Experienced director has a large repertoire of techniques heating. However, the Director may (use your creativity) to develop new techniques that can be particularly useful in the group with which it is currently operating.

Choosing the protagonist

Typically, after heating one or more participants clarify problems for itself (with varying degrees of confidence, and focus) that they would like to explore something during the session. At this important time of the decision concerning the choice of the role of the protagonist (in Greek — "the leading (or first) actor," "Prima"), participants should provide support. This is followed by a choice of one of the contenders for the role. Sometimes it is quite clear which of them is the top contender (one of the candidates on your emotional state more in line with that role than the others), but it can also happen that a few people warmed up enough. Then, using special techniques and director of the group choose one of the protagonist in the current session (for a particular candidate can vote in the group, applicants can decide among themselves which of them are at the moment more personal work is needed, the director can choose the party, which, In his opinion, there are more on the other corresponds to the role). Regardless of the method of selecting the protagonist is very important that he has received the endorsement and support of the group.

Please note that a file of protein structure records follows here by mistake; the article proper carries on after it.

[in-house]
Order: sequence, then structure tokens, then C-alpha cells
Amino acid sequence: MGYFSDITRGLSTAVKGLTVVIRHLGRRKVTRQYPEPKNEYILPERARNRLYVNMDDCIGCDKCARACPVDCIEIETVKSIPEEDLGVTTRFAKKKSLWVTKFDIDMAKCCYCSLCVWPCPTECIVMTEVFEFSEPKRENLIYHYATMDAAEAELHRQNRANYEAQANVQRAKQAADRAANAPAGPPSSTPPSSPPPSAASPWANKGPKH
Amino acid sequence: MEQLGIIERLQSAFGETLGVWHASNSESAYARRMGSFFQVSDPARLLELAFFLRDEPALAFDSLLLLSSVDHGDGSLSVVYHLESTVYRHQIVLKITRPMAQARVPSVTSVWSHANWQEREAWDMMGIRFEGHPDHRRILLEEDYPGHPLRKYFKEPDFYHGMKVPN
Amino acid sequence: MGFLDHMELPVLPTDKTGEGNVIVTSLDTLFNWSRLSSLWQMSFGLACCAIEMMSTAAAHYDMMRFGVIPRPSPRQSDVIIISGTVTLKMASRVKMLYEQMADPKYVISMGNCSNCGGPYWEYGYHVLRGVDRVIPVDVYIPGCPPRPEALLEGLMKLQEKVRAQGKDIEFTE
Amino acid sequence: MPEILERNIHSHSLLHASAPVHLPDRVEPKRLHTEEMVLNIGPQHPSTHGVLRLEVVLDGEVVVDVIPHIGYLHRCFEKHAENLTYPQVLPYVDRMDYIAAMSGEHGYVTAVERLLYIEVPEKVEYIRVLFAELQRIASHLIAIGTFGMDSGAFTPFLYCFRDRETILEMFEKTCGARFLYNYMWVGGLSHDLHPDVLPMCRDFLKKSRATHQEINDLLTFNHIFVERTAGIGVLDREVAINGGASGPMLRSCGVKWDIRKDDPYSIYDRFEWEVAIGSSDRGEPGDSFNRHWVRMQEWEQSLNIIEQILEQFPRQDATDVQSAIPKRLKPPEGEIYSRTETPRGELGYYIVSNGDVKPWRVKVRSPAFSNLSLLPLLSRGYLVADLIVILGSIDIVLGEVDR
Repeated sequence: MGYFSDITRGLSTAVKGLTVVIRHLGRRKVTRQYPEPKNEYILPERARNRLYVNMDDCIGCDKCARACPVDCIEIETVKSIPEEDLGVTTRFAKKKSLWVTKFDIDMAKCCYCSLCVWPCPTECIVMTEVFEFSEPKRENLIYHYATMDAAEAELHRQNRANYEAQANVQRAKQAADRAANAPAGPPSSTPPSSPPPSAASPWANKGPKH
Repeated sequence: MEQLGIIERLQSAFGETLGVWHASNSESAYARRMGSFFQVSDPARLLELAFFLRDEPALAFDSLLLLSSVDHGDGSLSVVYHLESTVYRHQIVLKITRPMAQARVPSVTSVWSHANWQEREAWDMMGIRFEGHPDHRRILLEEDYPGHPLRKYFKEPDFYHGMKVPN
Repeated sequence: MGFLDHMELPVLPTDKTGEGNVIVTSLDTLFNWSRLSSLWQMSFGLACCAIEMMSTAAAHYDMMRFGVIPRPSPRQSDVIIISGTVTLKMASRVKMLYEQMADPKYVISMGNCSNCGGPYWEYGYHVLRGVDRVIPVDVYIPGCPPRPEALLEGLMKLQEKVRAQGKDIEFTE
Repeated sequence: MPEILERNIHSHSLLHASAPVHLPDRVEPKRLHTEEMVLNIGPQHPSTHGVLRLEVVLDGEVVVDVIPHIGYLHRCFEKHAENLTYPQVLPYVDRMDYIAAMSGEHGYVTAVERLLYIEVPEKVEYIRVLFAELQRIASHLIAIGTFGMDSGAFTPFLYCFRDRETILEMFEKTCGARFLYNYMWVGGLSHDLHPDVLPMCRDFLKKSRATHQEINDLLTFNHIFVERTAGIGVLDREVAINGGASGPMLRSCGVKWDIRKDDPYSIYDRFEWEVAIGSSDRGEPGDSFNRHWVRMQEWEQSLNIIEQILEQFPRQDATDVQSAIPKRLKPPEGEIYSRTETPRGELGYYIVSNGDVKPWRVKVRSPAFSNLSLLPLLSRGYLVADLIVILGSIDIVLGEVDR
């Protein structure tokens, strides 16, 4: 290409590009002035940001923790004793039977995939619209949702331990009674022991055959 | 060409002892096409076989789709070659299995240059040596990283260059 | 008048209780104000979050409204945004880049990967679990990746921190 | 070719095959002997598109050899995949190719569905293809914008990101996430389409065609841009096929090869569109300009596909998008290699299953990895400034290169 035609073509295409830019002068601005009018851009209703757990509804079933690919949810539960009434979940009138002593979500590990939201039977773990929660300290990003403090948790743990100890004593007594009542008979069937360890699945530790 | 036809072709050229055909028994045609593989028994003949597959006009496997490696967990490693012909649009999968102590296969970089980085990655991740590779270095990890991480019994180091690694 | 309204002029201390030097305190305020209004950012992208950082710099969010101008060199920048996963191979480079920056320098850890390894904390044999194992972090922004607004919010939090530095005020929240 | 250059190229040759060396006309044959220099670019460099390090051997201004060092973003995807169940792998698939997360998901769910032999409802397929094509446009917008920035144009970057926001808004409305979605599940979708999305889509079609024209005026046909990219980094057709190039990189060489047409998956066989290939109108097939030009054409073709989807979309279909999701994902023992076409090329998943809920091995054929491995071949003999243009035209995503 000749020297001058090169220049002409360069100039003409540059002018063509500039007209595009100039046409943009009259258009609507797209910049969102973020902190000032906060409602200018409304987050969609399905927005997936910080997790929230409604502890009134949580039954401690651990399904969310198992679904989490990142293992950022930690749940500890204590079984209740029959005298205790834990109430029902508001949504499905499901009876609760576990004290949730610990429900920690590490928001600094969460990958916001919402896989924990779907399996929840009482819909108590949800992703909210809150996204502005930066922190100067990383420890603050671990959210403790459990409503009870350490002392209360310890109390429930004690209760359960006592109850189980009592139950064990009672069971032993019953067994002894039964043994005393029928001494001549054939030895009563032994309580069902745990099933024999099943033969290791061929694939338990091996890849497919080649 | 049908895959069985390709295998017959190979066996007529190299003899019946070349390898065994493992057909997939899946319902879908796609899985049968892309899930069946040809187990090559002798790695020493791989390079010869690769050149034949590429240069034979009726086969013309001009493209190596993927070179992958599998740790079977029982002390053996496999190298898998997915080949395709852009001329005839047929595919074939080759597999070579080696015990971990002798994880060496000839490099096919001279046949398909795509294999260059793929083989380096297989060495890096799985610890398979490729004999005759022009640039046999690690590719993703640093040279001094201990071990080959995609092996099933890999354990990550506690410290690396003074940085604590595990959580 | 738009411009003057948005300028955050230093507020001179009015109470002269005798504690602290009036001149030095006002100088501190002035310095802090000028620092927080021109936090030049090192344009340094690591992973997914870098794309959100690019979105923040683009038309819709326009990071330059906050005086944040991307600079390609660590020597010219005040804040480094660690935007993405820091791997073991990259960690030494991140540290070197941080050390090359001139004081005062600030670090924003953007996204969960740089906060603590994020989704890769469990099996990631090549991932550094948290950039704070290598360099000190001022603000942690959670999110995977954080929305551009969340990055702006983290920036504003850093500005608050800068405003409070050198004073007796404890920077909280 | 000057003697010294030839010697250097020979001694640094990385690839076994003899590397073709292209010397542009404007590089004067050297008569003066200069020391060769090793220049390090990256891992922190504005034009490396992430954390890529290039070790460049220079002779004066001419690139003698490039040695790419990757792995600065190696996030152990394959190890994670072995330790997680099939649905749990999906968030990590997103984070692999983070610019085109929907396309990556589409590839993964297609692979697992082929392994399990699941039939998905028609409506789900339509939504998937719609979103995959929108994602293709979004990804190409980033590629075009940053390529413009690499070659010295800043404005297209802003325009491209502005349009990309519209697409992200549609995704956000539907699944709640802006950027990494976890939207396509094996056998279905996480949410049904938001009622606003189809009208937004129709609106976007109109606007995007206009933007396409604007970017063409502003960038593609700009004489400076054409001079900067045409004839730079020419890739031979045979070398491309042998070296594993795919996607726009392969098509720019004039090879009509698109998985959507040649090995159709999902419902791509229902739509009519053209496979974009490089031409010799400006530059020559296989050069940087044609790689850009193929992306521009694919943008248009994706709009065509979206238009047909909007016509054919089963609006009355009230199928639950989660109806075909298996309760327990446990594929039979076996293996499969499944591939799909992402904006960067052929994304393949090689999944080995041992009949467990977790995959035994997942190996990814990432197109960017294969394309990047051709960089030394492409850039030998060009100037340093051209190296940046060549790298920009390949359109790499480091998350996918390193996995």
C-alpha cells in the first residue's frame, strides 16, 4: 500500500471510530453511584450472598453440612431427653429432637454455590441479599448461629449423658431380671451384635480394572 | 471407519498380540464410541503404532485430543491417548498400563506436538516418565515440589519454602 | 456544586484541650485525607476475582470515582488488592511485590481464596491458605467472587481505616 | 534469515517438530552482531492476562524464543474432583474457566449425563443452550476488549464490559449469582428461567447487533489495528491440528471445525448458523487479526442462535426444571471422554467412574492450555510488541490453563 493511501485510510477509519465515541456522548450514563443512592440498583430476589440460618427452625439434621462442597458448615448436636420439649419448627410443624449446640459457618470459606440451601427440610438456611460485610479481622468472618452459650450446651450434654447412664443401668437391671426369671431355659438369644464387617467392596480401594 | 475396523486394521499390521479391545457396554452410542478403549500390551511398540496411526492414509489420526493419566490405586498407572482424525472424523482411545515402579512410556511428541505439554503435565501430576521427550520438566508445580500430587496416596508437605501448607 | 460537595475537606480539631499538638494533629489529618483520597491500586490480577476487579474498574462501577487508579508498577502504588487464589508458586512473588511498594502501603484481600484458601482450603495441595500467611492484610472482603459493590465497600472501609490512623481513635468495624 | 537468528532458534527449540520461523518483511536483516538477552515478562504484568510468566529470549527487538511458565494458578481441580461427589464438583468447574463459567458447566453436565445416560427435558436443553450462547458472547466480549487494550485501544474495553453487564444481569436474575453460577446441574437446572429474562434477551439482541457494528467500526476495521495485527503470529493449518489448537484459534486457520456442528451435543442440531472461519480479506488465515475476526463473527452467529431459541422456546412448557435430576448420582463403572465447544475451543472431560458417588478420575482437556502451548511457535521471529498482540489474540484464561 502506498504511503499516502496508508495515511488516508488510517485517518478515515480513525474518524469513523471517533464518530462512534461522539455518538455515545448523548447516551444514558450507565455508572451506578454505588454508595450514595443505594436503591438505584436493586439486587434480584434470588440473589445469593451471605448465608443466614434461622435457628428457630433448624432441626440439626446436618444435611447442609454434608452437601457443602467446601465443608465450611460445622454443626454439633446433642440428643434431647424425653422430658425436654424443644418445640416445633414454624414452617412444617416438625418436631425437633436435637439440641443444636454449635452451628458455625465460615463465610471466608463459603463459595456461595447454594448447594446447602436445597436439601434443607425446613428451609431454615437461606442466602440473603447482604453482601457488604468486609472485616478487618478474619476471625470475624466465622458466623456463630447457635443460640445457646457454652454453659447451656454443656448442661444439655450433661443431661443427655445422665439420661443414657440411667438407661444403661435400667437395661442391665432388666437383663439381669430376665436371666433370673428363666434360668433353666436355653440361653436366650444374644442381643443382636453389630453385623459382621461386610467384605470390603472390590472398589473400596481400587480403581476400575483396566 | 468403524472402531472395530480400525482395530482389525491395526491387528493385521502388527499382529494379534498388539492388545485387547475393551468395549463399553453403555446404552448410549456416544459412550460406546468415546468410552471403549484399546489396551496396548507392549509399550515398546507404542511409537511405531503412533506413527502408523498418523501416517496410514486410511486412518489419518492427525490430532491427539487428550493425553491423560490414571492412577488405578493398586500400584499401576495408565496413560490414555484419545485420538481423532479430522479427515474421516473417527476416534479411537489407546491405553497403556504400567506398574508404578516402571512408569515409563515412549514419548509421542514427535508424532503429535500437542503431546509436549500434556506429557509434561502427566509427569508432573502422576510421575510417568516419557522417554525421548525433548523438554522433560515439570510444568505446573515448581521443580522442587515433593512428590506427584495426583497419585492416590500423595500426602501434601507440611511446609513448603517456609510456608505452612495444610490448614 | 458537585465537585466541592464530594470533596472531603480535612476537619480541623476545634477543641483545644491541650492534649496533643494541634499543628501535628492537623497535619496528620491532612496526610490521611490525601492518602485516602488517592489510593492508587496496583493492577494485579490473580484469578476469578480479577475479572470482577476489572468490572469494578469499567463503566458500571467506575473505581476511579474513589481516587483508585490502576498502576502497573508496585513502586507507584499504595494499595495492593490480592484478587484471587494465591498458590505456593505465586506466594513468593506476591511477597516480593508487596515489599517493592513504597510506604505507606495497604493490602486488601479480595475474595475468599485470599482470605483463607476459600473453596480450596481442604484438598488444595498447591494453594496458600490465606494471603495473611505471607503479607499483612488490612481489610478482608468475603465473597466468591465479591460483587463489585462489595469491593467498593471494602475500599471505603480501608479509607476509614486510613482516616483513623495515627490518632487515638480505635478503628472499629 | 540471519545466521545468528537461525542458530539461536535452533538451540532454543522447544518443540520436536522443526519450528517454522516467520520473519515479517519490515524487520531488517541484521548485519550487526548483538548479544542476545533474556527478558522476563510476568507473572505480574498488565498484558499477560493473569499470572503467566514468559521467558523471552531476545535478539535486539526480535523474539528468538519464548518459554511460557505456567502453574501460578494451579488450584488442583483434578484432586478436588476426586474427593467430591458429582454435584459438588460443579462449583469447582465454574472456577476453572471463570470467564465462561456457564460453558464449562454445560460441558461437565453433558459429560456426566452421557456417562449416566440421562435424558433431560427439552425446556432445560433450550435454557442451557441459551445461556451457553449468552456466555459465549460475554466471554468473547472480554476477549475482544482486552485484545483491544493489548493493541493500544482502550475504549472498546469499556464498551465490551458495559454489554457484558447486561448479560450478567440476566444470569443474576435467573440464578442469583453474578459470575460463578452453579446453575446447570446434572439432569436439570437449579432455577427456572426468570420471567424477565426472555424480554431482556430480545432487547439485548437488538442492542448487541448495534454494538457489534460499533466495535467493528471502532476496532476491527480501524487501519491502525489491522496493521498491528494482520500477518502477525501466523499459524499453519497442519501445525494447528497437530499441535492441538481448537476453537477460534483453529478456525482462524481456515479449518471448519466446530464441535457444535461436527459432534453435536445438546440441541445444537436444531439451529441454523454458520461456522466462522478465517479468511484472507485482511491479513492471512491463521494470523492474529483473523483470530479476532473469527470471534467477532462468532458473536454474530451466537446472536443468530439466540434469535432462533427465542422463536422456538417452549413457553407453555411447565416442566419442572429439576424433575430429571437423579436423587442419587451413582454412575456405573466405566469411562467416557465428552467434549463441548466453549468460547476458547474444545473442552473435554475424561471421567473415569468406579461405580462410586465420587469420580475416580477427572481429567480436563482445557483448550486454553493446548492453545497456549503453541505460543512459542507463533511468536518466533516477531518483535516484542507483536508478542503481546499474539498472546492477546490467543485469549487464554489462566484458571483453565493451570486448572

Dramatic action

Now comes the time of the dramatic action, when the protagonist (with the support of the Director) has been researching the problems cleared up for him during the warm-up. For the production of the drama there is no pre-written script, in every moment of the dramatic action is manifested spontaneous creativity of the protagonist, auxiliary officers and directors. Typically, this stage PD process begins with the fact that the protagonist together with the director clarifies and clarify the theme that you are going to explore. Externally, the conversation between them resembles the conclusion of the contract. The first words of the protagonist should listen very carefully (eg, "I always have trouble with men," or "During the warm-up I remembered how I was upset last night, watching a TV show about sexual abuse"). "Contract" between the protagonist and the director can focus on a specific topic, which you can explore during this session.